Notes of Interest

Jai Bhagwan!

A bit of personal reflection this morning.  While in Florida, my ego quickly revealed itself in full glory during morning practice.  Gurudev was leading us through the second half of the postures and Chandrakant was leading us through extended holding of the first half of the postures.  Gurudev then began speaking during the first half as well as the second half.  Without warning my mind echoed with, “Make the old man shut up!”  I was shocked at myself, I adore this man and that sense of love for Gurudev welled up in me and held my noisy ego at bay, mostly, for the rest of the practice.  I told him about this event later that morning and he laughed saying, “Well that’s good, it was your mind saying it so I forgive you!”  My ego’s voice became quieter and weaker during the rest of my time in Florida.

I determined that I would continue with a daily morning practice, moving through the sequence from memory rather than using a recording.  Because I was relying on memory now, the chatter of my mind was incredibly loud.  I have found, though, that as I remain committed to my sadhana that ego is again beginning to retreat; however, now something new has appeared:  Solutions.

Yesterday at staff meeting, I purposed beginning a series of introductory classes.  One of my fellow instructors wants to participate and to also hold intro classes for her Vinyasa classes.  She offered to help make adjustments while I was teaching about Amrit Yoga and the poses used in my classes.  This did not sit perfectly with me but I needed time to figure out why and how to work with the situation.  I thought about it a little and then let go of it.  This morning as I practiced the answers slid gently into view:  I was uncomfortable because I want to be very specific in what the alignment of each posture is to be and, as my fellow instructor pointed out, the alignments in my class are slightly different than in hers.  The solution also slid into view:  Use my fellow instructor to model the postures while I make the adjustments!  I immediately began thinking about how this would work and what needed to be done next and I lost all connection with my body.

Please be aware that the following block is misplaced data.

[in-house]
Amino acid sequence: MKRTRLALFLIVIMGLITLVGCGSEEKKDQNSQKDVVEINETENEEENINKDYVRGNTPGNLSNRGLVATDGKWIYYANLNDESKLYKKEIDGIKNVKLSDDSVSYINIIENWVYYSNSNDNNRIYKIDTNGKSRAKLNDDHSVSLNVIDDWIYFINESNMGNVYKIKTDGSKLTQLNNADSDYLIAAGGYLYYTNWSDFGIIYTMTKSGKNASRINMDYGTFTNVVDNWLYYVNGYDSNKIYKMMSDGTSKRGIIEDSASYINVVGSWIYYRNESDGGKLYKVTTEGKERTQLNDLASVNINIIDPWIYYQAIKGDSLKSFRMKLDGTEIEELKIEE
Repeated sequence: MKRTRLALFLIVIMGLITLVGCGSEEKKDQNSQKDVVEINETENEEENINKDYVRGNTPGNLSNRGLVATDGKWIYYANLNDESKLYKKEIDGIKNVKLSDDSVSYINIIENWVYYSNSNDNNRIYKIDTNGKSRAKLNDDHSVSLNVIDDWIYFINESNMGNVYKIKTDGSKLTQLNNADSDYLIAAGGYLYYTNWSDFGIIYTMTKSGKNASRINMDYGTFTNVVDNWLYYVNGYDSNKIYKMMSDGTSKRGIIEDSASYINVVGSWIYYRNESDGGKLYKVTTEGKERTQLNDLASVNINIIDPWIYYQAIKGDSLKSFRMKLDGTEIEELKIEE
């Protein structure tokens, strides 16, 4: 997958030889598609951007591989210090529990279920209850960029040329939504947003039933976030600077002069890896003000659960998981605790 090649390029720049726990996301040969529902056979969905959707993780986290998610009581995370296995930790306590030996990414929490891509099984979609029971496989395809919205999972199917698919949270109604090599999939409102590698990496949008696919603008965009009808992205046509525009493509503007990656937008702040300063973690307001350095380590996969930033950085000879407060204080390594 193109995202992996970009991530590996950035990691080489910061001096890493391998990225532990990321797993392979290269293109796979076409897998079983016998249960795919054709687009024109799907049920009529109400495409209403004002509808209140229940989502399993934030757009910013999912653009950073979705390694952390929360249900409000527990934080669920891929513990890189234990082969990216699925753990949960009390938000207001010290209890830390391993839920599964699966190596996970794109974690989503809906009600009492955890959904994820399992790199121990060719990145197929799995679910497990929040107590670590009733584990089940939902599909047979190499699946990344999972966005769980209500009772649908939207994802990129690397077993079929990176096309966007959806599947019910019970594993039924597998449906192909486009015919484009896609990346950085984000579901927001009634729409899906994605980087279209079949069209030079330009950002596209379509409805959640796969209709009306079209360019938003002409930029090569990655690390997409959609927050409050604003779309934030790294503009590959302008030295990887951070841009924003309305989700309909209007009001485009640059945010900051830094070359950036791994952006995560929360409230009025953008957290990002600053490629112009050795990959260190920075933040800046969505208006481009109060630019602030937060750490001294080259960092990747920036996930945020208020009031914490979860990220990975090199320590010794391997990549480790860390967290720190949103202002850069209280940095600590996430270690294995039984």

Dropping into and below strong sensation in my body as I hold a posture is becoming more and more second nature as I practice.  Stepping out of the chatter is also becoming easier.  This new development, however, seemed much more inviting, enchanting, disintegrating and difficult to handle; so much so that I started writing to some of the senior teachers for advice.  I want these ideas, they are not merely the drivel of the mind BUT they unhinge my practice.  As I wrote my email to Kamini and Eric—those senior teachers I mentioned—a very interesting thought arose, “What would I tell one of my students if they posed this question to me?”  I did not finish the email.

What would I tell one of my students?  I would tell them the same thing I have told them many times in the past:  Watch the thought come into view and let it go.  If it’s worth keeping, it will be waiting for you at the door as you leave.  If not, then it will be gone.  Either way, don’t worry about it.  What does that mean in practical terms?  Keep a notebook handy as you practice.  As you finish—not during your practice, not ever during your practice—write down quick notes about what you experienced and what thoughts came to mind.  As you continue doing this, the fear of forgetting those “important” ideas will become less and less as your trust in your ability to capture those thoughts on paper after practice increases.  Does it work?  I have no idea because I have not fully tried the experience yet but I will keep you posted.